Detecting signs of deterioration in young patients with serious mental illness: a systematic review

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Abstract

Background: Serious mental illnesses (SMI) such as schizophrenia and bipolar disorder first develop between ages 14 and 25. Once diagnosed, young peoples’ health can deteriorate, and it is therefore vital to detect this early to prevent severe outcomes including hospitalisations and deaths by suicide. The main study aim is to describe and discuss observational studies that examine signs of deterioration in young patients with SMI. Methods: A systematic review guided by the published protocol was conducted. Cumulative Index to Nursing and allied Health Literature (CINAHL), MEDLINE, Embase, PsycINFO, Health Management Information Consortium (HMIC) and Web of Science were searched against pre-defined criteria until 1 March 2021. Observational studies were extracted according to design, country, participant, indicator, outcome and main finding categories. Quality was assessed independently using the Newcastle Ottawa Scale (NOS). Results: Of the 15,788 publications identified, 5 studies were included and subjected to narrative synthesis. Two indicators of mental health deterioration were identified: cognitive functioning (decline, worsening and poor school/academic performance) and expressed emotion status. Indicators revealed mixed views on predicting deterioration. Worsening cognitive functioning and expressed emotion status significantly predicted medication non-adherence and relapse respectively. However, a decline in cognitive functioning (poor academic performance) was not found to significantly correlate to deaths by suicide. Study quality was mostly poor and associations between indicators and varied outcomes were weak. The heterogeneous nature of the data made comparisons difficult and did not allow for further statistical analysis. Conclusion: To our knowledge, this is the first review of observational studies to identify indicators of deterioration in young patients with SMI. Worsening cognitive functioning and expressed emotion status could indicate non-adherence and relapse in young patients with SMI but larger sample sizes in good quality studies are needed. The dearth of observational studies means further research is required to ascertain other indicators of deterioration before serious outcomes occur. Funding: This work was supported by the National Institute for Health Research (NIHR) Imperial Patient Safety Translational Research Centre via an NIHR programme grant. The authors are also grateful for support from the NIHR under the Applied Health Research programme for North West London and the NIHR Imperial Biomedical Research Centre. The views expressed in this publication are those of the authors and not necessarily those of the National Health Service (NHS), the NIHR or the Department of Health. The funders had no role in study design, data collection and analysis, decision to publish, or preparation of the manuscript. Trial registration: This systematic review has been registered on PROSPERO (registration number: CRD42017075755).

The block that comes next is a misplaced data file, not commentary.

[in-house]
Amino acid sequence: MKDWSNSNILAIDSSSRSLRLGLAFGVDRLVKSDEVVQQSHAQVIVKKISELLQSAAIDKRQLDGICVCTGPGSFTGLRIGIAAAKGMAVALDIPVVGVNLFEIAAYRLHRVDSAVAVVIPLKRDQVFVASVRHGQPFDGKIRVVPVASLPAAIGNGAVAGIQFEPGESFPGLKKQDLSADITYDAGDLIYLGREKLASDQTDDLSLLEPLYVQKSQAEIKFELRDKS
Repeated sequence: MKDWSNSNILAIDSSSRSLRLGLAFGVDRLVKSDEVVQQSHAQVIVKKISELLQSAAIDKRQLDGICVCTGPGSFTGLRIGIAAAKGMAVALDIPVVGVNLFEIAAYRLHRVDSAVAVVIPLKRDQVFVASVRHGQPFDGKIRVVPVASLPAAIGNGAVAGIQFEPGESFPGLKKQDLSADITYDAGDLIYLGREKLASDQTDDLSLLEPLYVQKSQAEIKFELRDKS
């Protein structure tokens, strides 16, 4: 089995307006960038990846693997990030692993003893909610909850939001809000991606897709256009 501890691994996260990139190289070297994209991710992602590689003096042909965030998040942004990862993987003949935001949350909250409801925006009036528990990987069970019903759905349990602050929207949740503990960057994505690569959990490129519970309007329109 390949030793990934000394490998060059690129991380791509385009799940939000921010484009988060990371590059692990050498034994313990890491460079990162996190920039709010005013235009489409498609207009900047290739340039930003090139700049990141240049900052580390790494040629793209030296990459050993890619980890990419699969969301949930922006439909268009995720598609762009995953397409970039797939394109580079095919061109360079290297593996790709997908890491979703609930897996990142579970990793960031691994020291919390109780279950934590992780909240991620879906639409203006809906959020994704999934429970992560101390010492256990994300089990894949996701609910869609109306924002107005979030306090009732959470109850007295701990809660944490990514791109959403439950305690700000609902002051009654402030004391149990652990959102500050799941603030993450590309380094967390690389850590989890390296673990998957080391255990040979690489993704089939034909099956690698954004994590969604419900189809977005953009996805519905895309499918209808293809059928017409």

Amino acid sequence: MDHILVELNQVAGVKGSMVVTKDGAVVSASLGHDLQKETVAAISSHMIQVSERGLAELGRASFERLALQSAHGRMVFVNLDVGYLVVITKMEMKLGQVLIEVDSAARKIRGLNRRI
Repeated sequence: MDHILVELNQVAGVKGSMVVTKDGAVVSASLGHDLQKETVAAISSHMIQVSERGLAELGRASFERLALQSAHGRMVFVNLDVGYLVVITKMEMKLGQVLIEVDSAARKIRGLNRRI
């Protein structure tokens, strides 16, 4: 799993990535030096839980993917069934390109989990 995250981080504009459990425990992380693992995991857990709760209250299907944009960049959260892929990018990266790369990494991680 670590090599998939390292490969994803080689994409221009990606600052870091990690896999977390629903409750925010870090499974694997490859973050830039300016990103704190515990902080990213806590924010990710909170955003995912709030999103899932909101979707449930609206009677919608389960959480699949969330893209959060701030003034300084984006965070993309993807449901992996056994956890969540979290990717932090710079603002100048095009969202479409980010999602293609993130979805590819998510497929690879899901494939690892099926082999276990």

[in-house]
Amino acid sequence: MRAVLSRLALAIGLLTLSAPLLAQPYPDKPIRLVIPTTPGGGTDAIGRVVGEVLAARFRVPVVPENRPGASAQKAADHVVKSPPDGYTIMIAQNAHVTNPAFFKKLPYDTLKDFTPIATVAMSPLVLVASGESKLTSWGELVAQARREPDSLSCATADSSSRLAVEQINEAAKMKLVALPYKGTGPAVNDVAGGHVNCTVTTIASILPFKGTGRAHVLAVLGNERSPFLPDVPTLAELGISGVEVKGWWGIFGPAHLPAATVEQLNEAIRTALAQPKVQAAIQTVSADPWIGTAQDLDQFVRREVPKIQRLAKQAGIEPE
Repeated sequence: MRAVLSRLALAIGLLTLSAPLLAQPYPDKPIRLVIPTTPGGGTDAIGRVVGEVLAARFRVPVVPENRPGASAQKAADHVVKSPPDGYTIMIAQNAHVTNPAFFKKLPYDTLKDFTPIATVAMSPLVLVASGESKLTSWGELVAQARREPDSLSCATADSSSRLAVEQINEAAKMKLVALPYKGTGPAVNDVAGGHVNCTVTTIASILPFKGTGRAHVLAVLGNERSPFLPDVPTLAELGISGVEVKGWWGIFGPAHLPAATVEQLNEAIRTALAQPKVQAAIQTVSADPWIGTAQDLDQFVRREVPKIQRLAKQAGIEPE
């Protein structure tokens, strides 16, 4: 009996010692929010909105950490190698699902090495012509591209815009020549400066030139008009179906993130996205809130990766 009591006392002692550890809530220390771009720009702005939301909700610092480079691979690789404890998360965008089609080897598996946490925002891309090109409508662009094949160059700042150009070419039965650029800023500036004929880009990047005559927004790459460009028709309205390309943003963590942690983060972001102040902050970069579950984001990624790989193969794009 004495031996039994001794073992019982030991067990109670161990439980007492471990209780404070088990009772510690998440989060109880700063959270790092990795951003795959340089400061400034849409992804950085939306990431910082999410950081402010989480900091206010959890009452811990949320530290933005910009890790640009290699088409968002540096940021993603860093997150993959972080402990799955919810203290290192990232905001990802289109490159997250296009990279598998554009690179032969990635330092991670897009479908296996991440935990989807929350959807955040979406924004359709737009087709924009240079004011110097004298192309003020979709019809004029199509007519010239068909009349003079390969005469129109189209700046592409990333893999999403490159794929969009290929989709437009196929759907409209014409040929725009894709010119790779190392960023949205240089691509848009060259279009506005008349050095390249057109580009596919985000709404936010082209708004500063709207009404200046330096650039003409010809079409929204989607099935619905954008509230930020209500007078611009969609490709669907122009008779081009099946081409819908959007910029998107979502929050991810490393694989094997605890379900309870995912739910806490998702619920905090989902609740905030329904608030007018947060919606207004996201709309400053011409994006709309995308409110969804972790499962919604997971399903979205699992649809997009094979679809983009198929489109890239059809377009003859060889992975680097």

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APA

Dewa, L. H., Kalniunas, A., Orleans-Foli, S., Pappa, S., & Aylin, P. (2021). Detecting signs of deterioration in young patients with serious mental illness: a systematic review. Systematic Reviews, 10(1). https://doi.org/10.1186/s13643-021-01798-z

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